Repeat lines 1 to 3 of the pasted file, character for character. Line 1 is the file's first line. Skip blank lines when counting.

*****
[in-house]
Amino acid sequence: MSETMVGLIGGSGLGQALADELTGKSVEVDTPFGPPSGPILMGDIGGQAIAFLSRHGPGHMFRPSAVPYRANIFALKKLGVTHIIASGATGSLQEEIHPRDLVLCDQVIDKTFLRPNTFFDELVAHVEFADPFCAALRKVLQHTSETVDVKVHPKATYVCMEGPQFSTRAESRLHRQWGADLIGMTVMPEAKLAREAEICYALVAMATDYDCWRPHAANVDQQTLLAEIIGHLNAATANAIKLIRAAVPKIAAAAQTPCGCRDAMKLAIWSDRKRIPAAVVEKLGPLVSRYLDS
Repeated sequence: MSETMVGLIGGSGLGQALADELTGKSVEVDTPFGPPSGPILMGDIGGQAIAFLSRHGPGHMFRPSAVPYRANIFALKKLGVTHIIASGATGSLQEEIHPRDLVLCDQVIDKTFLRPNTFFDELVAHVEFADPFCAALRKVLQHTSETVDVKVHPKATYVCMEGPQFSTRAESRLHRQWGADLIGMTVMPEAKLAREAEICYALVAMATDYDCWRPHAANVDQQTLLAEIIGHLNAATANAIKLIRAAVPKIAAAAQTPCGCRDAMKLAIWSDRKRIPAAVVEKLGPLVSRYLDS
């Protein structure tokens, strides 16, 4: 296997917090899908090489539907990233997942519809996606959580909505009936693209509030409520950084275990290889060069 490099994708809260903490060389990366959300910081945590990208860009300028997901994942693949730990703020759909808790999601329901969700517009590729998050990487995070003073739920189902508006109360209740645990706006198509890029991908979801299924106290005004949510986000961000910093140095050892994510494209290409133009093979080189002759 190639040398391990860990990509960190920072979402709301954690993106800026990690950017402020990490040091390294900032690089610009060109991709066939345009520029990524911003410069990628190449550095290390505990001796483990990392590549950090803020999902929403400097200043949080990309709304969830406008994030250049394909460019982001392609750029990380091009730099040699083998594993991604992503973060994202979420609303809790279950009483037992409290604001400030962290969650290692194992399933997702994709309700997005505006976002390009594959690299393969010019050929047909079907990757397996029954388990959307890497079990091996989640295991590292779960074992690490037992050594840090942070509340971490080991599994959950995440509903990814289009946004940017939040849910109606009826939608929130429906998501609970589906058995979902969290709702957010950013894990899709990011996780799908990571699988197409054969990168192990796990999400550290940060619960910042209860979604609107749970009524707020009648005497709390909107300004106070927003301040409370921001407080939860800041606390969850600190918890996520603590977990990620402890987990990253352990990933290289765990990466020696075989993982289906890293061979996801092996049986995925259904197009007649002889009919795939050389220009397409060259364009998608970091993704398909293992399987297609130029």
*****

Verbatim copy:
[in-house]
Amino acid sequence: MSETMVGLIGGSGLGQALADELTGKSVEVDTPFGPPSGPILMGDIGGQAIAFLSRHGPGHMFRPSAVPYRANIFALKKLGVTHIIASGATGSLQEEIHPRDLVLCDQVIDKTFLRPNTFFDELVAHVEFADPFCAALRKVLQHTSETVDVKVHPKATYVCMEGPQFSTRAESRLHRQWGADLIGMTVMPEAKLAREAEICYALVAMATDYDCWRPHAANVDQQTLLAEIIGHLNAATANAIKLIRAAVPKIAAAAQTPCGCRDAMKLAIWSDRKRIPAAVVEKLGPLVSRYLDS
Repeated sequence: MSETMVGLIGGSGLGQALADELTGKSVEVDTPFGPPSGPILMGDIGGQAIAFLSRHGPGHMFRPSAVPYRANIFALKKLGVTHIIASGATGSLQEEIHPRDLVLCDQVIDKTFLRPNTFFDELVAHVEFADPFCAALRKVLQHTSETVDVKVHPKATYVCMEGPQFSTRAESRLHRQWGADLIGMTVMPEAKLAREAEICYALVAMATDYDCWRPHAANVDQQTLLAEIIGHLNAATANAIKLIRAAVPKIAAAAQTPCGCRDAMKLAIWSDRKRIPAAVVEKLGPLVSRYLDS